What would cause the same reed or reeds both on push and pull to kind of ” undulate” lazily instead of vibrating properly? Thanks

  2. admin
    Posted February 10, 2010 at 10:16 am | Permalink

    Hello Len,
    I’m not perfectly clear from your description what the problem is. There’s a lot of reasons which can cause a reed to behave badly. If the accordion is old (40 + years) it might be that the wax has hardened and no longer holds the reed firmly or it might be reed valves which are worn out and do not seat properly. If the accordion is newer then it might simply be dirt or debris on the reed.
    If you want to let me know the make and approx. age of the accordion and whether it is just one or two reeds behaving badly or if it is a whole lot of them I may be able to help further.
    Robert.

  3. florian senteur
    Posted February 28, 2010 at 10:41 pm | Permalink

    Good evening,
    I do possess a Menghini & Figli piano accordion.
    It does work to full satisfaction,but,..there’s one note(e 2nd marked) that gives its
    full vibrato(tremolo,musette) only in one of the 2 bellows actions.(push,pull)
    During one of the 2 bellows actions,the vibrato is totally gone,so that one of the 2
    reeds must be completely mute.(it sounds like the “straight stop”)
    I am a piano technician myself,but that’s the reason for knowing to keep clear of the works of an accordion(and harmonium).It’s all different,due to the used tools,I am
    aware of that.
    But you could give me the causes,cleaning a reed should not be a big problem,to do it myself.
    Once I had a Borsini,and it had a much faster tremolo than the accordion described above.(also 3 voiced).My question here,is this only due to the tuning of the 2 reeds?
    The most interesting accordion sound is for me the “Shand Morino”,yes,I use my
    accordions for Scottish.But,unfortunately,I can’t play a single note on it,cos…it is a button box.
    Hope to hear st. from you.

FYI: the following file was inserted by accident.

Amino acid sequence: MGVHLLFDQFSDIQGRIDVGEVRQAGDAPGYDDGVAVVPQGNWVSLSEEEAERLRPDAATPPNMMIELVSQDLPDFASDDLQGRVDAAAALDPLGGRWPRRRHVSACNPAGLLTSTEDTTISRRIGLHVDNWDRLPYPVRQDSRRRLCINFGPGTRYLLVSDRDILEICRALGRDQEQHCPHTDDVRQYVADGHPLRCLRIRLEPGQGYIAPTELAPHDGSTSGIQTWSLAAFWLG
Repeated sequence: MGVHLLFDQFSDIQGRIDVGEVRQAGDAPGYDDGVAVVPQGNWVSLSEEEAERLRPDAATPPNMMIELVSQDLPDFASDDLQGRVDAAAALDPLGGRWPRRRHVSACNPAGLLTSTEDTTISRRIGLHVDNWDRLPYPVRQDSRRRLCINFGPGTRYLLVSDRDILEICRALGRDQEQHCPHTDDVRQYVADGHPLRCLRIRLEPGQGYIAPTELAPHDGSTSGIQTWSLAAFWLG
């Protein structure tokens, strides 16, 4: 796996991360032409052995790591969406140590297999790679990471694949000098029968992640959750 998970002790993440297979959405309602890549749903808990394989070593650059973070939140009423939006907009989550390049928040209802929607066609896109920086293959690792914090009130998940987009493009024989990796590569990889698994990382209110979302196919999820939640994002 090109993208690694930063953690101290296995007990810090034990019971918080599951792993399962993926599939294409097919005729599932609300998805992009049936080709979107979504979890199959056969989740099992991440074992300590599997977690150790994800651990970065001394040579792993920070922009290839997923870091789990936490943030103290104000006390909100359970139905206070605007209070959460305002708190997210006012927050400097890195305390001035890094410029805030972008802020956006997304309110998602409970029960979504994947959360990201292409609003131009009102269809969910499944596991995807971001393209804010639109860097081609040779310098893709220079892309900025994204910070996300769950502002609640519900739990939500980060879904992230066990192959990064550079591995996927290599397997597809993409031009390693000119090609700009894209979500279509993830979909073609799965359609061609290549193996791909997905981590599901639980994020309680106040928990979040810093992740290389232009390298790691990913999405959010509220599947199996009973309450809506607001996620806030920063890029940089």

Sincerely,
    Florian Senteur Leeuwarden/Holland.

  4. admin
    Posted March 3, 2010 at 9:57 am | Permalink

    Hello Florian,
    As you are a piano technician I’m sure this will be a help to repairing your accordion.
    The first thing is to identify the reed(s) which are the problem.
    1) Remove the grille from the front of the accordion and note the position of the defective note (the 1st, 2nd, 3rd, 4th etc. note from the top or bottom).
    2) Remove the steel or brass pins holding the treble end/right hand keyboard to the bellows. (If the pins are of different sizes keep a note of where they should be returned).
    Lay the treble end upside down so that you can see the set of reeds containing the defective reed.

    (If the vibrato/tremolo is not sounding when you press/blow the bellows then it will be a reed on the outside of the reed block which is defective.
    If the vibrato/tremelo is not sounding when you pull/suck the bellows then it will be a reed on the inside of the reed block which is defective.)

    It might be some dirt under the reed. Try ‘pinging’ the reeds using a knife blade to lift them.
    If it is the inside reed which is faulty you may need to remove the reed block to be able to reach the reed. You could reach through the air hole under the reed with a piece of wire to lift and ‘ping’ the reed.

    Check the condition of the reed valves. These are the leather or plastic flaps covering the reed holes. If they are in good condition they lie flat and close to the reed and are not curled up.
    Robert.

  5. Michael
    Posted March 5, 2010 at 7:20 am | Permalink

    Hi My name is Michael i have a panther accordion which i know is made by Hohner i wanted to ask what do you recommend so i can dry tune my accordion because there charging me over 200 dollars to dry tune it but i dont know if it would be a good idea if i did it myself???? thanks

  6. admin
    Posted March 6, 2010 at 3:57 pm | Permalink

    Comment:

    Hello Michael.
    If you haven’t done any tuning then I think you would find it quite difficult.
    To learn tuning I recommend you start with an old instrument.
    I think you would probably reduce the value of the Panther if you had it converted to ‘straight’ tuning.
    I recommend you look around for a similar type of accordion which is already ‘straight’ tuned. Many players think the the older ‘Corona’ accordion by Hohner is a higher quality instrument but I don’t know if they were produced with ‘straight’ tuning.
    Robert

  7. henrique
    Posted March 29, 2010 at 8:27 pm | Permalink

    Brazil
    * I am about to tune my 120 bass accordion Frontalini, any doubts you can always ask? I need tips to build a table / bellows to blow the reeds … Thank you! (google translator *)

  8. Brian
    Posted March 29, 2010 at 10:28 pm | Permalink

    I have tuned reeds by removing them from the reed blocks, then cleaning them first
    prior to tuning them to the chosen frequency using a digital meter and by use of a